Tuesday, March 07, 2017

How to Clean Out Your Closet - the Color Method

How DO you clean out closets? Hold things in your hand and see if they spark joy? With all the respect in the world to Marie Kondo, I'm NEVER going to feel joy from a black tee shirt, but having a handful of them is really important to being well dressed, in my life. So I keep looking...

(in all fairness, when you're talking about decorative or sentimental objects, her method is perfect...)

I've got a couple of ideas - let's try these out.

First, let's start with a fairly normal wardrobe. I think this is 50 pieces; I just wandered about the Uniqlo site and chose pieces without any real pattern or plan:

50-piece unedited wardrobe
all clothes - Uniqlo

Let's get 2 things clear right from the beginning:
  1. There's not one single thing wrong with any of these clothes, and they could all be worn, happily and beautifully, by the owner. This isn't about finding "bad" clothes!
  2. You've got to WANT to accomplish something - your own personal something - when you plunge into this process. If you're currently perfectly happy with your wardrobe as it is, don't do this; there's nothing to be gained!

I'm thinking of this approach as The Color Method, because the very first thing I think needs to be done is that all of the garments get sorted out by color, and then to isolate the neutral colors here. In this wardrobe, I have this:

a wardrobe sorted into neutral components

I'm struck by a few things, right away:
  • There's a LOT of olive green here, which suggests that the imaginary owner of this wardrobe is really drawn to that color,
  • There are TWO duplicate (sort of) garments - two olive tank tops with just the slightest fabric and styling difference, and both long- and short-sleeved versions of a marled olive and white sweater. Duplicate just scream some sort of attachment...
  • The range of shades of rust to camel is wide, and again indicates that these colors often catch our heroine's eye.
  • Black is very well represented, especially in "bottoms." Lots of us are culturally conditioned to keep darker colors on the bottom, so black could be a true affinity, or just an easy default choice.

Just sorting clothes out this way makes it possible to create a versatile Four by Four Wardrobe; sometimes a little organizing is all the further you need to go!

A Four by Four Wardrobe in black, olive and camel

Pulling the 16 pieces out for the above wardrobe leaves us with a lot more neutral garments. It would be possible to make the case that maybe another pair of black pants is excessive, but they're drawstring waist with a gathered ankle, so it's not like they're exactly like anything else she owns...

In fact, I'd even hang onto the duplicate olive tank top! The only piece here that I feel is really out of place is that very "warm" olive printed tee shirt. This looks, to me, like something that was picked up on impulse - because it's olive, one of her favorite colors! - but that turned out to be the wrong shade. Things like this need to go BACK to the store pronto. We all do it, we should all learn to just suck it up and admit our mistakes!

So, at this stage, I'd suggest keeping all but one of these pieces:

extra neutral garments to be evaluated for keeping in a capsule wardrobe

NOW: the hard part! What accent colors are we going to use?

At first glance, one would think that this woman clearly favors cooler accent colors, because they madly outnumber the warmer garments. But I'd like to offer an alternative explanation - she buys them because they outnumber warmer-hued garments about 10 to 1 in most stores, and she keeps TRYING to wear what everyone else wears.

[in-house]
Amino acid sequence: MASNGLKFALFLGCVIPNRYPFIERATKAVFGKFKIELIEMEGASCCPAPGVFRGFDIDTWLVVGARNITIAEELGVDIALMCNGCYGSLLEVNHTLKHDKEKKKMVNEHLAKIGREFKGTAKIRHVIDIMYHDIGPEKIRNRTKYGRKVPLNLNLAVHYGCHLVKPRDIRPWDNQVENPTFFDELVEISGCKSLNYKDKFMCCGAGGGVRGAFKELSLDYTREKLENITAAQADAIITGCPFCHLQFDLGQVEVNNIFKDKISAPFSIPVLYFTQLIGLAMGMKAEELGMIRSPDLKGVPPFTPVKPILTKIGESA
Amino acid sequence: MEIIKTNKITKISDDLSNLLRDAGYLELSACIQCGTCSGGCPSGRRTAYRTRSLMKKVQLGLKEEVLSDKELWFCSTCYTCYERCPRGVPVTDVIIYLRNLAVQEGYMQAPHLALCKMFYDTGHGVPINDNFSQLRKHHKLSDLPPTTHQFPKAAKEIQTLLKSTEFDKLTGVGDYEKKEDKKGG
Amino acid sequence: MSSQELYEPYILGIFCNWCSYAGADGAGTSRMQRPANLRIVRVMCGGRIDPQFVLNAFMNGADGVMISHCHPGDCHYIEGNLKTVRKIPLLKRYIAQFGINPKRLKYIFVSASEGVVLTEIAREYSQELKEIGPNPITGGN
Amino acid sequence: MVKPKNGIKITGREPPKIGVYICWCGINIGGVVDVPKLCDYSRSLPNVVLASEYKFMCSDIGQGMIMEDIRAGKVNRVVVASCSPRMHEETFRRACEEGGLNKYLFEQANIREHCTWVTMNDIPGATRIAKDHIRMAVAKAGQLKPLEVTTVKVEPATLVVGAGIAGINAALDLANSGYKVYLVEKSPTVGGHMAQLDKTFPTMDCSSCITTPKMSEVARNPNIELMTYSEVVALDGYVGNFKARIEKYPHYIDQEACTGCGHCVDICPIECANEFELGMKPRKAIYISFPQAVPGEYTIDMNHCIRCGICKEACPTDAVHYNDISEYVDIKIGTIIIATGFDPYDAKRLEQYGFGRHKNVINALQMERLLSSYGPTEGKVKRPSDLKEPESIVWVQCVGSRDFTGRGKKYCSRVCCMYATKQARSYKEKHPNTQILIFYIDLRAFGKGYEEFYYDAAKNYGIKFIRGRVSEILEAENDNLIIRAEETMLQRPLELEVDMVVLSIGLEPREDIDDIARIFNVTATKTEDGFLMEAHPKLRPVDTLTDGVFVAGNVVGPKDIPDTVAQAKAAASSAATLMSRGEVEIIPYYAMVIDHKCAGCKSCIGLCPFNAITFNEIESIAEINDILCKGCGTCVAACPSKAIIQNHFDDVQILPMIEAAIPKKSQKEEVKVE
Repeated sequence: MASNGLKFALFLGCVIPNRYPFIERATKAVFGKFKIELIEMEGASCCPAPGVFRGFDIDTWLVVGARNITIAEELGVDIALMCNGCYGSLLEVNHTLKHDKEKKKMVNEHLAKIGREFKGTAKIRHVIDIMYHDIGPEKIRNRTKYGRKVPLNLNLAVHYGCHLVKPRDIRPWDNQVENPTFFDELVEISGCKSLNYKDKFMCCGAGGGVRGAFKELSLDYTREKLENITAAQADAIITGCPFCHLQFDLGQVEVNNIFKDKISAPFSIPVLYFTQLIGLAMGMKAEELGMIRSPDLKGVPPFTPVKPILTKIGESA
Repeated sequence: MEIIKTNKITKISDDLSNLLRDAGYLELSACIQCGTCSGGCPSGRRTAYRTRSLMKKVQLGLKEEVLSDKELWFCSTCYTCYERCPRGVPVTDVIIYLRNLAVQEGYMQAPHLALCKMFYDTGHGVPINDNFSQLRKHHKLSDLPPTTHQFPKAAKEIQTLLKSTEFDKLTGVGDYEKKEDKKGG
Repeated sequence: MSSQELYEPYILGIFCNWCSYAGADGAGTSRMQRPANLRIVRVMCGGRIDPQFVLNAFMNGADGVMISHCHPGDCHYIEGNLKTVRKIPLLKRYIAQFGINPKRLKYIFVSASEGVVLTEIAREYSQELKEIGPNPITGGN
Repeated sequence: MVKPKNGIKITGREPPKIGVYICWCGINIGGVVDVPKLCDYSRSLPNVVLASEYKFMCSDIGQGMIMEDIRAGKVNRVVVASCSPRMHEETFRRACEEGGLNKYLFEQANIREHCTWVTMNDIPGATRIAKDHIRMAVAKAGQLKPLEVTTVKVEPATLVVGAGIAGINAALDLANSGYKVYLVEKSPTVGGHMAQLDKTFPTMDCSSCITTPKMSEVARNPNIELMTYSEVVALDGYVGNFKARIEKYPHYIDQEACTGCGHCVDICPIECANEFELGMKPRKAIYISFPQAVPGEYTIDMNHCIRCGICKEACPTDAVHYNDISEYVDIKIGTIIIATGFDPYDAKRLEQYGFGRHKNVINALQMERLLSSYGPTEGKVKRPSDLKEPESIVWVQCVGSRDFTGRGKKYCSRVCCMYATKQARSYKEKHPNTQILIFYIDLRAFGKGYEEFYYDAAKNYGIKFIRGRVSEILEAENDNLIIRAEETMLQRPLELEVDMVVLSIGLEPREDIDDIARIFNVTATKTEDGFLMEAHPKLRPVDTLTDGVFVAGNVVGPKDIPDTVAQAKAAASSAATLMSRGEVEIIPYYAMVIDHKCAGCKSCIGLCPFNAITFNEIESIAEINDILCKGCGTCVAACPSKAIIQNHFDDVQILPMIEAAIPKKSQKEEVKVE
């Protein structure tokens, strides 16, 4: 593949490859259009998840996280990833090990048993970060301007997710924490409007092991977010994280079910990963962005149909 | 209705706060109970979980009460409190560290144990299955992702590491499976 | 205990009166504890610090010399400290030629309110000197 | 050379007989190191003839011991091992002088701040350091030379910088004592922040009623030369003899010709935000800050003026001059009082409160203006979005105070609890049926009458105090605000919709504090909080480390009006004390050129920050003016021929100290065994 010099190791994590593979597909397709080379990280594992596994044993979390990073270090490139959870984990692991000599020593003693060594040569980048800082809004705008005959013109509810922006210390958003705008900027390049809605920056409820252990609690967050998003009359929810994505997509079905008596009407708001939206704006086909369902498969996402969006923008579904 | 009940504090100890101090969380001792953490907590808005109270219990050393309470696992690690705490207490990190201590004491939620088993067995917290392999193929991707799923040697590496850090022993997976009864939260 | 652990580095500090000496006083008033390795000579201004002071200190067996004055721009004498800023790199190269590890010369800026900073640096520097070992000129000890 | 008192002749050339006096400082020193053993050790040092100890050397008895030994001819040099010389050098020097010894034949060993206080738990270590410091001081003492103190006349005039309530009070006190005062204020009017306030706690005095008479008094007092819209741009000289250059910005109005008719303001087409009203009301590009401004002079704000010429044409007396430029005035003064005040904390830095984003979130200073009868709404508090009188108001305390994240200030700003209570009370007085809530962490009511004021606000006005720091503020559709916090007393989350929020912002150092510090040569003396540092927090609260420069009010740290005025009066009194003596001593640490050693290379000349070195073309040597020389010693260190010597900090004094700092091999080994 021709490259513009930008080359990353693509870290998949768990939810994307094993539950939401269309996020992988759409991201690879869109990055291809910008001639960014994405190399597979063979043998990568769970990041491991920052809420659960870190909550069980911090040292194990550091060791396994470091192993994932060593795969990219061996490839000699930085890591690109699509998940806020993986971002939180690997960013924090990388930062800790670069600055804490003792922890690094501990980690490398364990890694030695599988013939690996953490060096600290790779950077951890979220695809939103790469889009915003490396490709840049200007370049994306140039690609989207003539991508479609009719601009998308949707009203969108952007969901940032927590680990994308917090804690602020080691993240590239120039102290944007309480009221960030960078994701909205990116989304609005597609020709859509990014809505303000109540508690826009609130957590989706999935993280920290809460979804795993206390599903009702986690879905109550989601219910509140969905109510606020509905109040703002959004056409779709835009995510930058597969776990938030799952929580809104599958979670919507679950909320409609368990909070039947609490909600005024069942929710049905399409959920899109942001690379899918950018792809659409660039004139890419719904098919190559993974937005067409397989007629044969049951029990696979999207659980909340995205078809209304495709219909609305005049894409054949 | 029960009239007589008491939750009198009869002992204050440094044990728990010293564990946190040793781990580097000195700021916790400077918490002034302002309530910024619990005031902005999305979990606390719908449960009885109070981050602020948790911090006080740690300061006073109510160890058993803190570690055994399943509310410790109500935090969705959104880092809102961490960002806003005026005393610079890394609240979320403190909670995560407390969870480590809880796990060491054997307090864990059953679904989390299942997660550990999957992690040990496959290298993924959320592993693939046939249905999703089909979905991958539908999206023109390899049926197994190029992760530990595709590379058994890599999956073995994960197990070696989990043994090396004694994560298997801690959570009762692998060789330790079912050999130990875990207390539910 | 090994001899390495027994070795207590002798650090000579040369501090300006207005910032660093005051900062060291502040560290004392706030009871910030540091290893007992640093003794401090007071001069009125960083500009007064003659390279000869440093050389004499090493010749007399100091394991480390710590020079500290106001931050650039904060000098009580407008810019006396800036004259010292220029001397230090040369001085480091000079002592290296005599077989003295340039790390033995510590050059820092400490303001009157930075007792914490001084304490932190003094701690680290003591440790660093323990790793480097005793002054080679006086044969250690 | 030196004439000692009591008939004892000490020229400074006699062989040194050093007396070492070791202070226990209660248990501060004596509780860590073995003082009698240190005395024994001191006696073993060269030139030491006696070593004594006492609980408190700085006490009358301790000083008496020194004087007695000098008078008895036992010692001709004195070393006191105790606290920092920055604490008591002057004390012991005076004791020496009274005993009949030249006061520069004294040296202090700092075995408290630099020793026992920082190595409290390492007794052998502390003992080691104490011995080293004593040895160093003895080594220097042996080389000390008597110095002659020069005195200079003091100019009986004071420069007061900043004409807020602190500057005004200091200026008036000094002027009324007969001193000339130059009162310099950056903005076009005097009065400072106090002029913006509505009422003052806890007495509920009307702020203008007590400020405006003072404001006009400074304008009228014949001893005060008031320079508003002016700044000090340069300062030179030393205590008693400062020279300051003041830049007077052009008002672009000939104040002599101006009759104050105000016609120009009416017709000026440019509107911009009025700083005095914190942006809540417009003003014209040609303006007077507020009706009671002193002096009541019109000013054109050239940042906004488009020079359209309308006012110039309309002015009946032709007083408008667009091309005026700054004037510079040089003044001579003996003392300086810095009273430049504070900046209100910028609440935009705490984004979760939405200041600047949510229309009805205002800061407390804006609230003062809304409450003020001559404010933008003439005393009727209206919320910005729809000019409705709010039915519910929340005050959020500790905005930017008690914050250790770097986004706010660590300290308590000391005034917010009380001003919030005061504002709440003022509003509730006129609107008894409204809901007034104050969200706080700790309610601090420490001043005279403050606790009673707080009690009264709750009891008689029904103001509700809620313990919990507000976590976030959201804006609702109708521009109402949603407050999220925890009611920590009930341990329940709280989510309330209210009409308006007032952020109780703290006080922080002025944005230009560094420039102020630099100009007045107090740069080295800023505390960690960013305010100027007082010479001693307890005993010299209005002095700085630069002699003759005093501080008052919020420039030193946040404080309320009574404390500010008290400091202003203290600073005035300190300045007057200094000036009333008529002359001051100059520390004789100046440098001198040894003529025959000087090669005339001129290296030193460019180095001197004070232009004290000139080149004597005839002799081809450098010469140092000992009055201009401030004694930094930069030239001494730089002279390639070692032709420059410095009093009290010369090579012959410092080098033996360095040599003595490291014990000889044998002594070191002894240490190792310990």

Also, the five warmer garments include pieces that could almost be considered neutrals - the cardigan is light olive, the sleeveless top and dress are both just really intense shades of rust...

And finally, the cooler pieces don't feel like there's a plan or system there - one pink thing, one turquoise thing, a pretty blue sweater, a pretty red sweater... but you can't even put an outfit together from these things...

So for these reasons, I'm going to swing this wardrobe to warm accent colors. If this step feels difficult for you, just take the cool garments and store them. If you start to feel homesick for them, they're still about.

One caveat - I would definitely keep blue jeans, because they're pretty much neutral in our culture, and I would keep the grey tee shirt to wear with black, or with the very greyed olive pieces...

Warm and Cool accent colors in a wardrobe - which to keep?

If you're really on the fence about what accent pieces to keep in the "active" part of your wardrobe, put together shell outfits from your neutral garments, and then test-drive any accent piece that's under consideration with each of the neutrals. Here's a couple of examples:

How to evaluate the versatility of a blouse

Camel pants seem like an obvious "soon" purchase, don't they?

How to evaluate the versatility of a cardigan

So, after we've put the cooler accent pieces into storage, we're left with this wardrobe. With the exception of the blue jeans, this all blends together nicely.

A wardrobe, edited to remove incompatible colors

Now, let's extract a wardrobe for the upcoming season. Remember that your tops should outnumber your bottoms 2 or 3 to 1:

a 24-piece warm weather wardrobe

Everything else can be stored for a while; realistically, I'd probably keep the blue jeans in my closet too...

cool-weather garments to go into storage for the summer

So, after this exercise, the 50-piece starter wardrobe now has only 24 (or 26, if you keep the jeans and the duplicate olive tank) pieces in your closet. It's got at least 15 or 20 outfits...

I know, this is somewhat overwhelming! I'm going to look at this wardrobe again tomorrow, with a different spin about how to approach the process, if this didn't feel comfortable for you. And I can always do this again if you'd like...

love,
Janice

PS - For more in the "Cleaning Out Your Closet" series, please check out:

How to clean out your closet and build a capsule wardrobe using the color method.
Like this article? Save it to Pinterest!



48 comments:

  1. Just wow! This process is just what I needed. Thank you! Thank you!

    ReplyDelete
  2. Wow here too! (I wish somebody had showed me how to do this when I was growing up.)